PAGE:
Veterans Day commemorates all American veterans

November 11, 2011

This year, and each year, November 11 commemorates the lives of all American veterans — past and present — for the sacrifices they made by serving the country.

11-11-11.
It's more than a day that Hollywood can use to promote and debut movies in a fun way, or a date that couples can use to forever remember their anniversary. This year, and each year, November 11 commemorates the lives of all American veterans — past and present — for the sacrifices they made by serving the country.
The history of Veteran's Day dates all the way back to 1918 when an armistice, or a truce, put an end to World War I (also known as The Great War) on the eleventh hour of the eleventh day of the eleventh month.
A year later, the date was declared by President Woodrow Wilson as Armistice Day. On that date, a two-minute moment of silence was observed and the day was celebrated with parades and public events.
In 1921, the burial of an unknown American soldier at Arlington National Cemetery in Washington, D.C. on November 11 prompted Congress to declare the day as a legal federal holiday. As a result, the Tomb of the Unknown Soldier was established.
Five years later, an official federal proclamation named Armistice Day as a recurring anniversary on November 11. During the late 1920s and 1930s, a majority of the states adopted November 11 as a legal holiday, and on May 13, 1938, Armistice Day on November 11 was made into a legal Federal holiday.
(Technically, there are no national holidays due in part that the states are able to designate their holidays whereas the federal government can only designate holidays for the District of Columbia and federal employees. Nonetheless, almost all the states follow the holiday practices of the federal government.)
However, the two wars that followed — World War II and the Korean War — saw a significant increase to the number of troops who served in the efforts and deserved to be recognized. On June 1, 1954, President Dwight D. Eisenhower called for the holiday known as Armistice Day to be renamed Veteran's Day.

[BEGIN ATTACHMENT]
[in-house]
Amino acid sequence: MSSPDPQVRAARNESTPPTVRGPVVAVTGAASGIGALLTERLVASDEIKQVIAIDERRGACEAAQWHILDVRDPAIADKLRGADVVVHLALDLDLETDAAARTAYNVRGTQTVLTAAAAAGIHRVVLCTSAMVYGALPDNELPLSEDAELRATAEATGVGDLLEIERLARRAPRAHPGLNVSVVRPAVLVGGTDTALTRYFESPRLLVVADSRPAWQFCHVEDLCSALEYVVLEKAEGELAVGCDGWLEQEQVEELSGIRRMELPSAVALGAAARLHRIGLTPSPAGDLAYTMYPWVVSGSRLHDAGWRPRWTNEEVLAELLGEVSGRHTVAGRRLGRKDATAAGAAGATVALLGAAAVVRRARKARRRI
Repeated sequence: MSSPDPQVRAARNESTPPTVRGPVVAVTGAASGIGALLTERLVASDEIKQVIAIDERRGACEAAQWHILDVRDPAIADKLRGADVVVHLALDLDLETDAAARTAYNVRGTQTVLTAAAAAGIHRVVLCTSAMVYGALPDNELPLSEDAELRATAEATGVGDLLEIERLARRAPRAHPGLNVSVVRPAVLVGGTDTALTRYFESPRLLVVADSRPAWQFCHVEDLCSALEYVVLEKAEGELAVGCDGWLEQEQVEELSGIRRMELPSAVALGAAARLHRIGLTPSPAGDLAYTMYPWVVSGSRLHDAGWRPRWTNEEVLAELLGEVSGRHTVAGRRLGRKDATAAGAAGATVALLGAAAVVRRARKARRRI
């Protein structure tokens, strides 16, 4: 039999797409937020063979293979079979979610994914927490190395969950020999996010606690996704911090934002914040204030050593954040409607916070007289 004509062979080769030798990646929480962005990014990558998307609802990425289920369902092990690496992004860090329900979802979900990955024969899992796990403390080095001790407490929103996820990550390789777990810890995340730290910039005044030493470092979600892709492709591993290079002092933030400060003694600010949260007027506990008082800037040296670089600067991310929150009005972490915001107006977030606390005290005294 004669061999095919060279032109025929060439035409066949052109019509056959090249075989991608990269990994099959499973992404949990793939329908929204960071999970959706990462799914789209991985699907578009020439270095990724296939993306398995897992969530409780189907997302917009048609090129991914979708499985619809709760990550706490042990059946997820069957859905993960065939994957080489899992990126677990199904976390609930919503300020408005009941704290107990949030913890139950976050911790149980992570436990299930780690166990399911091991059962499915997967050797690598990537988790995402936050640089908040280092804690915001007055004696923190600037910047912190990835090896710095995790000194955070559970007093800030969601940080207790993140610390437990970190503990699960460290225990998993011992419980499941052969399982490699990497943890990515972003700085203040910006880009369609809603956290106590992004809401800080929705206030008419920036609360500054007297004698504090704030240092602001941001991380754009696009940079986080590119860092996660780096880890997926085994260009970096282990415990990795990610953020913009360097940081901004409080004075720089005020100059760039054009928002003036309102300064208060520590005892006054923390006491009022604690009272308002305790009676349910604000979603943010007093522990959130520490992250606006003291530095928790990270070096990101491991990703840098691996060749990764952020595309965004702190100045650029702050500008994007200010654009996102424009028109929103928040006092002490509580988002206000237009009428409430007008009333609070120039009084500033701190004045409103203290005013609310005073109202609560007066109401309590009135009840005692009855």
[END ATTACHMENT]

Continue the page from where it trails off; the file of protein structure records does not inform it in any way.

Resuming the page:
The change in name was actually one of a few changes to the holiday when in 1968, Congress passed a bill which changed the observance to Veteran's Day to the fourth Monday in October. The law would take effect two years later, which also altered the observances of three other holidays (Washington's birthday, Columbus Day and Memorial Day) to Mondays in an effort to offer three-day weekends to federal employees as well as boost tourism and travel around the nation.
However, the Veteran's Day celebrated on Monday, October 25, 1971 only ushered in confusion and disapproval. Two states originally held back on the October observance and over the next four years, a vast majority of states changed their Veteran's Day observances back to November 11.
In 1975, President Gerald Ford signed a bill and brought Veteran's Day back to its original date of November 11 starting in 1978. To this day, the holiday is still commemorated on the eleventh day of the eleventh month in the United States. Our nation continues to mark Veteran's Day at the Tomb of the Unknown Soldiers by laying a wreath while other states hold parades and similar celebrations.
But, no matter how many department stores hold furniture sales or bargain blow-out deals, we set aside the day to remember the veterans who honorably served — in days of war or peace, past or present, whether alive or passed away — and thank those who emerged from the battlefields this and every Veteran's Day, November 11.

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